Someone suggested that Suss Müsik repost our contributions to the weekly Disquiet Junto projects, because they enjoy reading the explanations of the tracks. While you’re reading the original post, make sure you check out the other contributors’ works as well.
Suss Müsik likes the sound of dust on a vinyl record. A compact disk with dust on it simply won’t play. That’s a design flaw, in our opinion.
The Edison Spring Motor Phonograph was invented in 1895. The sound was emitted by a machine that rotated a ceresin wax cylinder across an incising needle at around 120 RPM. A standard-size cylinder tended to yield between two and four minutes of audio, roughly the length of a church hymn or short monologue.
Due to the high cost of replication, there was initially no method for mass-producing multiple quantities of the same recording. By 1901, however, several innovations cheapened production costs while improving sound permanence: more durable wax mouldings, spring-generated motors, and less penetrative needles. There’s no science for removing dust.
The subtle beauty of ambient detritus has been explored by a number of artists over the years. Junto participants might be familiar with Stephen Vitiello’s electronic compositions accompanied by visuals, or perhaps Stegan Betke’s grimy dub tracks performed under the name Pole. Nina Katchadourian went so far as to create an audio tour of the dust buildup at New York’s Museum of Modern Art. Suss Müsik can only imagine how thrilled the janitors must have been.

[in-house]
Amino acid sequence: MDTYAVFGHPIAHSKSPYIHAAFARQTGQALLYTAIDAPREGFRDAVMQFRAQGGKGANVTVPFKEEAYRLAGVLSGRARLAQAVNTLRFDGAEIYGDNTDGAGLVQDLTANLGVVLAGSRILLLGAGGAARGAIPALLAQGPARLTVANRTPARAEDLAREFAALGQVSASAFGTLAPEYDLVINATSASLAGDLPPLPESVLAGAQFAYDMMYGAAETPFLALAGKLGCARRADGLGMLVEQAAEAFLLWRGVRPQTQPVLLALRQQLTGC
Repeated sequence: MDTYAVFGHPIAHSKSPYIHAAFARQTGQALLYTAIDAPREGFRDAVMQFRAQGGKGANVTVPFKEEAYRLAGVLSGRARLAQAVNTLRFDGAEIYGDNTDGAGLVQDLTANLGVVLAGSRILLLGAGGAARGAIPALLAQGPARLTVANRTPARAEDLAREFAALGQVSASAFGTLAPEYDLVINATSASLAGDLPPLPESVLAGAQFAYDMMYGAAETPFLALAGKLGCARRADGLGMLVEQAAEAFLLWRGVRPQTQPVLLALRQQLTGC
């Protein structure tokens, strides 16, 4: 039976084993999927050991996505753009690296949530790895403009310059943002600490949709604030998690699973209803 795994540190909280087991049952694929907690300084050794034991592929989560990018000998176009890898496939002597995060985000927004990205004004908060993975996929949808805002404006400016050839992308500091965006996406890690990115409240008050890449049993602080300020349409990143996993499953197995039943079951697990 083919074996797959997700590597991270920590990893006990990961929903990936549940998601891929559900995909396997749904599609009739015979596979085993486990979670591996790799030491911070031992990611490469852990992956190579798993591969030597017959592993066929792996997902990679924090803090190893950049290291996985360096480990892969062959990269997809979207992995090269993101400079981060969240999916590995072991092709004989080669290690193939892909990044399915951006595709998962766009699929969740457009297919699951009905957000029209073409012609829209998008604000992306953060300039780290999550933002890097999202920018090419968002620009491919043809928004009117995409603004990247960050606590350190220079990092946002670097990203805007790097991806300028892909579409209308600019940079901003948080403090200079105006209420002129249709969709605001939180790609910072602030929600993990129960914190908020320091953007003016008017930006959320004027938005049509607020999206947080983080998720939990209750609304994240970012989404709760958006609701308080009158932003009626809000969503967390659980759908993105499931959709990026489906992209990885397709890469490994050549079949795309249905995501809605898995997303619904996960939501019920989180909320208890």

For this short piece, Suss Müsik sampled the “dusty” pieces of the recordings along with a couple of shorter bits. The sounds were looped through a ring modulation process at various speeds, with the occasional burst of brass or vocals. The lovely, swooping brass bit at the end was left unaltered. The effect is something like what might have happened if the Mille Plateaux label had existed sometime between 1890 and 1915.
The piece is titled Ozokerite, named after the naturally occurring substance from which wax is made. The image is a magnification of household dust from Suss Müsik’s headquarters.